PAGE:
This Wednesday, a Jewish student visiting the Temple Mount was asked by Muslim Waqf officials to remove his kippa. “I never thought that in Judaism's holiest site I would be subjugated to such discrimination,” he said. Rabbi Chaim Richman, international director of The Temple Institute, deemed the Waqf officials’ demand discriminatory.
And it is. Demanding people remove garments they believe are religiously required is discrimination. It is decidedly different from asking people to cover their hair or remove their shoes at a mosque, which is respecting the modesty and holiness standards of the place. It is asking people to remove the identifying marks of their religion, because the religion and practice themselves are deemed offensive.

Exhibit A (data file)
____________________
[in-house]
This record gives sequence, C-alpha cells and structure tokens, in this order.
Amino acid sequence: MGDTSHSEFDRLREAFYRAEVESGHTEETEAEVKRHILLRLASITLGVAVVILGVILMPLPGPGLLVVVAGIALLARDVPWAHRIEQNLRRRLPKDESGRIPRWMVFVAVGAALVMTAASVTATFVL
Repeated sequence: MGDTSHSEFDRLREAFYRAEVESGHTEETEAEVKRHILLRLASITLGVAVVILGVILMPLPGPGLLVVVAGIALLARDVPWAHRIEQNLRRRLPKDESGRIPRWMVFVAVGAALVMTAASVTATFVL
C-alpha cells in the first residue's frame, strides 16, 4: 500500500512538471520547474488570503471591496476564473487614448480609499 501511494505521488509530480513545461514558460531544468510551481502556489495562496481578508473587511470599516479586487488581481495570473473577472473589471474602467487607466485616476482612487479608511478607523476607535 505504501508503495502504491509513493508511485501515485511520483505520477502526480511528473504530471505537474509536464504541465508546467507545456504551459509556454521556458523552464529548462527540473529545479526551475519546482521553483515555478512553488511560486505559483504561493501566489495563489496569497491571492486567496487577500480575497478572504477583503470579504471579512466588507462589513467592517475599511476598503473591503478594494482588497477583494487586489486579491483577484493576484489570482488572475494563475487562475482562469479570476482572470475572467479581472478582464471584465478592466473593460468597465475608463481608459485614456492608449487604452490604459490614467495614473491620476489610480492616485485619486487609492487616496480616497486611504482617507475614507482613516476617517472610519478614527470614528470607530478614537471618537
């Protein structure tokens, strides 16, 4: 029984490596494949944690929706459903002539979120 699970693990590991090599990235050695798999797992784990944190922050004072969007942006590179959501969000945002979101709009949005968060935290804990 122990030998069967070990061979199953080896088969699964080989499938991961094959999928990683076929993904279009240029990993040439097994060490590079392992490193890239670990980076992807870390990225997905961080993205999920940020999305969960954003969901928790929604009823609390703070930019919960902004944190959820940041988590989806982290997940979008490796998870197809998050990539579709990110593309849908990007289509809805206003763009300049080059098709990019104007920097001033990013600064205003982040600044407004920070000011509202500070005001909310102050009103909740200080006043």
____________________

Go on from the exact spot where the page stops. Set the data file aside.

And for that reason, arresting women wearing talitot at the Kotel–which happened again today–is discrimination. These women believe they are obligated by God to wear talitot when praying or when leading prayer; arresting them for doing so is discrimination against their religious practice. Which, by the way, happens on the women’s side of the mechitza so it cannot bother men who do not want to participate in women-led prayers.
But neither Rabbi Richman nor any other prominent Israeli Orthodox rabbi has spoken out against these arrests. Indeed, the Chief Rabbinate encourages them; Chief Rabbi Shlomo Amar said that Israel’s recognition of non-Orthodox rabbis could “uproot all the foundations of the Torah.” And thus, they allow and encourage religious discrimination against their fellow Jews at Judaism’s holiest site.
Those Orthodox rabbis who stand idly by when the Women of the Kotel are arrested but vilify the Waqf officials at the Temple Mount should take a page out of a third religion’s book: “Let anyone among you who is without sin be the first to throw a stone,” says Jesus in the Gospel of John (8:7). Mainstream Orthodox Judaism in Israel should clean up the religious discrimination in its own holy sites before pointing fingers at others.
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